Second Case of Murray Valley Encephalitis Detected in NSW This Season

Communities on the NSW and Victorian border are reminded to protect themselves against mosquito bites following confirmation of a second case of Murray Valley encephalitis (MVE) virus infection in NSW.

The virus was detected in a man in his 50s from Hilltops LGA. It is the first time MVE has been identified in this region. The man was infected between late January and mid-February 2023, and was most likely exposed to the virus at home but had exposures across southern NSW, including as far east as the Shoalhaven. The man was admitted to hospital but has now been discharged.

NSW's first case of the mosquito season, announced in February, was identified in a man in his 60s, who was potentially exposed to infected mosquitoes in the Temora Shire, Edward River Shire or Murrumbidgee Council areas.

MVE has also recently been detected in border communities in Victoria.

Keira Glasgow, Director of NSW Health's One Health branch, said the latest case follows recent MVE detections in mosquitoes and sentinel chickens in western and southern NSW where surveillance is being carried out.

"There is no vaccination or specific treatment for Murray Valley encephalitis, so we urge the community to do everything they can to protect themselves against mosquito bites," Ms Glasgow said.

"The best way to avoid infection is to avoid being bitten by mosquitoes, which are most active between dusk and dawn. Avoiding mosquito bites will also protect against other mosquito-borne infections including Japanese encephalitis, Kunjin and Barmah Forest viruses.

"Only a small proportion of people infected with Murray Valley Encephalitis virus will have any symptoms, which include fever, headache, nausea, vomiting, loss of appetite, diarrhoea, and muscle aches.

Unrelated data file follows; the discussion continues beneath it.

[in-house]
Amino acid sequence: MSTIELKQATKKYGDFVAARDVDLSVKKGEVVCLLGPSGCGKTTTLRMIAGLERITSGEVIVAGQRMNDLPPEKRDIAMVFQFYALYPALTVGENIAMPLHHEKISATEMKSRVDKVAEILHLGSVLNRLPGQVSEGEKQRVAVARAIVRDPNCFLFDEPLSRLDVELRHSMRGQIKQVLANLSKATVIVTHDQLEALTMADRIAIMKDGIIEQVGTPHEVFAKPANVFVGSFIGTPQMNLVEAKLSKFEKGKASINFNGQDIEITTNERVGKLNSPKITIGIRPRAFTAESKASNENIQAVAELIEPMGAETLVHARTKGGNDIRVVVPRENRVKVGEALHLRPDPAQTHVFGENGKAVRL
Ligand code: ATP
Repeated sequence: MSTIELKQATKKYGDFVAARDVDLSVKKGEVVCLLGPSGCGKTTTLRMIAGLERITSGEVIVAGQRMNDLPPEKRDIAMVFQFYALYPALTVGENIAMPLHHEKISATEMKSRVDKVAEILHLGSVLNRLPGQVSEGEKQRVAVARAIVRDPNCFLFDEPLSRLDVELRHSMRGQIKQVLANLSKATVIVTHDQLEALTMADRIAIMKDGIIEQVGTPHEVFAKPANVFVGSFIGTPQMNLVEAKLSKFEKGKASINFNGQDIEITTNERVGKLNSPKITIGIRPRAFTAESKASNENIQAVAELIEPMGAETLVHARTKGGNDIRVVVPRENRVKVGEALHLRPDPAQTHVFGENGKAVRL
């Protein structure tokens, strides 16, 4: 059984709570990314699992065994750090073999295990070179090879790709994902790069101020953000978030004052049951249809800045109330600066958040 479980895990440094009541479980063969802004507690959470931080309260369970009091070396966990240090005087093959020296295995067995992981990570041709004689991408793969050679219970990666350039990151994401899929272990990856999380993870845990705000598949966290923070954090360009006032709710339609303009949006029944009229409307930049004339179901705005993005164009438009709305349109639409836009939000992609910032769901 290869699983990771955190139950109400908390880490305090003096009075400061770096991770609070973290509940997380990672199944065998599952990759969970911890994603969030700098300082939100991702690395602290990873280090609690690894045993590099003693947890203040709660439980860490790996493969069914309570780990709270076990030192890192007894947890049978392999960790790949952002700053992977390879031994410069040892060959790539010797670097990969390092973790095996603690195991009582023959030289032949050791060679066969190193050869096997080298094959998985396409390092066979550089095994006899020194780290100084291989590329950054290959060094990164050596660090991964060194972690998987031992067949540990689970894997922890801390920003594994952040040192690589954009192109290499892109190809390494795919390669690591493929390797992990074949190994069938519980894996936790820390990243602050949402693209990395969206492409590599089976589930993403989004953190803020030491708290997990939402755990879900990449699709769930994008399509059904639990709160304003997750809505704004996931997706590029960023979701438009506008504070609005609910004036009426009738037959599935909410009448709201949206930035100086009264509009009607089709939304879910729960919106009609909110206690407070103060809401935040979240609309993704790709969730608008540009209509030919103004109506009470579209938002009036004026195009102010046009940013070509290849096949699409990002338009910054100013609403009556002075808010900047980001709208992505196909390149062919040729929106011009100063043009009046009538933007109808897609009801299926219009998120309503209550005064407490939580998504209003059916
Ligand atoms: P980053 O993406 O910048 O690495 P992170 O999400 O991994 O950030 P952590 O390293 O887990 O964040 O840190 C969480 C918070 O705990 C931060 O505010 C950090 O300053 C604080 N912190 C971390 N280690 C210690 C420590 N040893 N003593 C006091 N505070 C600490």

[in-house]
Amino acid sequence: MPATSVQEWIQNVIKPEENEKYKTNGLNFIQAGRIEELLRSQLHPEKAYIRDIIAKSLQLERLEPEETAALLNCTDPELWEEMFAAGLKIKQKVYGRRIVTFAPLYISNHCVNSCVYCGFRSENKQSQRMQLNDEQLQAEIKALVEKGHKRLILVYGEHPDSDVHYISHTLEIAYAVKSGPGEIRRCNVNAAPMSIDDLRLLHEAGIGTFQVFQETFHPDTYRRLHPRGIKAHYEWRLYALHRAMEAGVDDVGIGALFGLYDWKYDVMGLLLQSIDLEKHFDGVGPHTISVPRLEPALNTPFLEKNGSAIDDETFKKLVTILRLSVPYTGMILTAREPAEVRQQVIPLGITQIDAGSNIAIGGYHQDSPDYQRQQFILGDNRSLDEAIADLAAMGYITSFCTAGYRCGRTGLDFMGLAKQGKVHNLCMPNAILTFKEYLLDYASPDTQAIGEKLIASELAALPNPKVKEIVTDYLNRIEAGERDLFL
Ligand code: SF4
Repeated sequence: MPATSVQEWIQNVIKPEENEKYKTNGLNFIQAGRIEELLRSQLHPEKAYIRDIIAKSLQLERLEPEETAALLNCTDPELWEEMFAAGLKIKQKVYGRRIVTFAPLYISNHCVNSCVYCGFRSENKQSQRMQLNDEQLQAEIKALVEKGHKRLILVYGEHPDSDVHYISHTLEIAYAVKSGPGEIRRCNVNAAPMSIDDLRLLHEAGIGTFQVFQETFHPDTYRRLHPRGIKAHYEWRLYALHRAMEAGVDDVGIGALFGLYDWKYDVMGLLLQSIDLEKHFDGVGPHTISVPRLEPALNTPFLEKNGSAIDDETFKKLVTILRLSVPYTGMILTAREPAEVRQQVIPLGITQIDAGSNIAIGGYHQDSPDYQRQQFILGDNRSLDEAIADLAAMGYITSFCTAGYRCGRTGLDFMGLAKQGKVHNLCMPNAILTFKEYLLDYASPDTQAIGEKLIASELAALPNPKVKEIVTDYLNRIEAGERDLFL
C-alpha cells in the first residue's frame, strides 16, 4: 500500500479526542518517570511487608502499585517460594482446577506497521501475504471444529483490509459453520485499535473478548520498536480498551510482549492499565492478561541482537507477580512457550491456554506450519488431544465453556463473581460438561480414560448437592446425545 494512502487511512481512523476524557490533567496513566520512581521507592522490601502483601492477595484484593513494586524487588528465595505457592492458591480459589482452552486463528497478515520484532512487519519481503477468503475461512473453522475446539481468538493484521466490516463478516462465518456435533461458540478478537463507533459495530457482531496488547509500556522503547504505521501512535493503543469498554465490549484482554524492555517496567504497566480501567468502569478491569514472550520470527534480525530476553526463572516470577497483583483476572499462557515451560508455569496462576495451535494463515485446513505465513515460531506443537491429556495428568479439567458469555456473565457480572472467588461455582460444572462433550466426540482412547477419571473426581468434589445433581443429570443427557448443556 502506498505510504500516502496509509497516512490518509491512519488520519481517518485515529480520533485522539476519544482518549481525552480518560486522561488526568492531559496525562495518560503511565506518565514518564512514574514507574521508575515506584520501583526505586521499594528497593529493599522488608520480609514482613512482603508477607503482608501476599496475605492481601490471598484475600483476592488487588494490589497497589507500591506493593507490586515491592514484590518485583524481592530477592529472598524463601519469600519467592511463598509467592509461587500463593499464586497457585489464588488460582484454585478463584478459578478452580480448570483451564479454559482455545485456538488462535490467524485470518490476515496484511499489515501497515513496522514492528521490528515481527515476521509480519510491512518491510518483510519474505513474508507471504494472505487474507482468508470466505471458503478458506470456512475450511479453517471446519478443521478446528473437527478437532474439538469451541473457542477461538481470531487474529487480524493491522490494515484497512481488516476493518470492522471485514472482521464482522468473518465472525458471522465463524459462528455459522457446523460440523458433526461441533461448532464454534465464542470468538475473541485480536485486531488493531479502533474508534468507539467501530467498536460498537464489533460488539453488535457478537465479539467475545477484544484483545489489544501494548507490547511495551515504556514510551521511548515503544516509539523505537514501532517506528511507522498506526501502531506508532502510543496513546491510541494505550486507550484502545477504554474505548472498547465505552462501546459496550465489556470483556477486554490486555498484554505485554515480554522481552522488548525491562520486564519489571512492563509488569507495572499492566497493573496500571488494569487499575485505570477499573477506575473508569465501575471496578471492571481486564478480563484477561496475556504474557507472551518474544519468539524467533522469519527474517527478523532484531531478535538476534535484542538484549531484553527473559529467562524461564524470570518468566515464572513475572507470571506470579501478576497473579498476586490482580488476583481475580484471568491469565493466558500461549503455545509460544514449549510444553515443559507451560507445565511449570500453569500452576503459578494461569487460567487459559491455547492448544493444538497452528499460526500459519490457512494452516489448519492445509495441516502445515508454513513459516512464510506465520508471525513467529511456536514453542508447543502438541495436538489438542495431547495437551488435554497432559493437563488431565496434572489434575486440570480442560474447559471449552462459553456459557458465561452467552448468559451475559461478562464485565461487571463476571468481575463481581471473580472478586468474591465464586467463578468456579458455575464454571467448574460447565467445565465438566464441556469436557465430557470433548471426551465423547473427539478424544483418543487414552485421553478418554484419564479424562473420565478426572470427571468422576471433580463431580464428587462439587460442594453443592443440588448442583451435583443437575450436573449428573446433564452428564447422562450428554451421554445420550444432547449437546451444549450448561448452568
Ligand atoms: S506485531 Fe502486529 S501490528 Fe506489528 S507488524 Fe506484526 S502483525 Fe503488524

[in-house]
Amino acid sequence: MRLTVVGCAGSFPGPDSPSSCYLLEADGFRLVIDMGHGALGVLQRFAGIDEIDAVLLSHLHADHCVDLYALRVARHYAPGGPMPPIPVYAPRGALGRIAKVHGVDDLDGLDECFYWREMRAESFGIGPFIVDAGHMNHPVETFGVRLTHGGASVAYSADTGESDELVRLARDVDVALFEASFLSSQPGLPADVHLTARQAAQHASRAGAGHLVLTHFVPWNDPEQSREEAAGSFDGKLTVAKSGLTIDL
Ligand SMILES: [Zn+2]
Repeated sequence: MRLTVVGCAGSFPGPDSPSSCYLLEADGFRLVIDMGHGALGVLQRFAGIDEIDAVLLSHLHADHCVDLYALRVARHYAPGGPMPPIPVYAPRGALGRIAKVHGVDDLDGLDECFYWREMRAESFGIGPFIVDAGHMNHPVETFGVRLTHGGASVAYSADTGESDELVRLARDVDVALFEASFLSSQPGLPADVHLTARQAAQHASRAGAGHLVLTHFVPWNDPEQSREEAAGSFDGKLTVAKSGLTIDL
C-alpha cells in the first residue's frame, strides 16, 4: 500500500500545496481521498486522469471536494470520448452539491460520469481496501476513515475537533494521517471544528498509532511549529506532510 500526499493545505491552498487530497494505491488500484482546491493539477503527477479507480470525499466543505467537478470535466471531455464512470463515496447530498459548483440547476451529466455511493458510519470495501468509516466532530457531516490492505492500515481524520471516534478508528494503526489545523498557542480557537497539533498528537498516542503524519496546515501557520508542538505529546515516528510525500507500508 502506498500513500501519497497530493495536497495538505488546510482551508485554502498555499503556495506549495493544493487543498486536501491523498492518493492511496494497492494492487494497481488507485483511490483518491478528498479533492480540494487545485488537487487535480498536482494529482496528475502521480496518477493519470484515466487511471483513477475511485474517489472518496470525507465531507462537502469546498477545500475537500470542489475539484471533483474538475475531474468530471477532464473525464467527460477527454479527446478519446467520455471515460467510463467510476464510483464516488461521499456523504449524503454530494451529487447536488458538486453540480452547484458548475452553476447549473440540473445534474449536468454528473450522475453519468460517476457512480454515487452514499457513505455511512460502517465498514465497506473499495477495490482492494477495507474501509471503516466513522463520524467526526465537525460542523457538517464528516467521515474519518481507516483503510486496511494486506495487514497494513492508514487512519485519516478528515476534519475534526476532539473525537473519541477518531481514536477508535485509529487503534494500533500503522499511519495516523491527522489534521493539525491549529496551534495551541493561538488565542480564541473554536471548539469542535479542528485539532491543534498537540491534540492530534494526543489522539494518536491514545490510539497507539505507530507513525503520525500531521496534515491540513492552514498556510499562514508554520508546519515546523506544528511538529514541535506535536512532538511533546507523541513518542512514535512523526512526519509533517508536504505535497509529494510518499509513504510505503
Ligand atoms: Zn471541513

"Signs of severe infection include severe headache, neck stiffness, sensitivity to bright lights, drowsiness, confusion, seizures, and loss of consciousness."

Ms Glasgow said the number of MVE detections in mosquitoes and sentinel chickens this season was concerning. In response, NSW Health has established an expert advisory panel on mosquito control and management with medical entomologists from across Australia.

"We are looking closely at the various approaches to mosquito control in different environments and in areas with different population densities to help inform our approach to mosquito control and management in NSW," Ms Glasgow said.

MVE virus is spread to humans by infected mosquitoes. Rarely, it causes severe neurological illness. The primary hosts of MVE and Japanese encephalitis virus (JEV) are wild waterbirds such as herons and egrets.

Protect yourself and your family from mosquito bites by:

  • ·wearing light, loose-fitting long-sleeved shirts, long pants and covered footwear and socks, especially around dusk and dawn
  • applying repellent to all areas of exposed skin, using repellents that contain DEET, picaridin, or oil of lemon eucalyptus
  • re-applying repellent regularly, particularly after swimming, being sure to always apply sunscreen first and then apply repellent
  • covering openings such as windows and doors with insect screens and checking there are no gaps in them
  • removing items that might collect water (such as old tyres, empty pots) outside your house where mosquitoes can breed
  • improving drainage on your property so that water does not become stagnant
  • using insecticide sprays, vapour dispensing units and mosquito coils to repel mosquitoes (mosquito coils should only be used outside).

For more information visit Mosquito-borne diseases.

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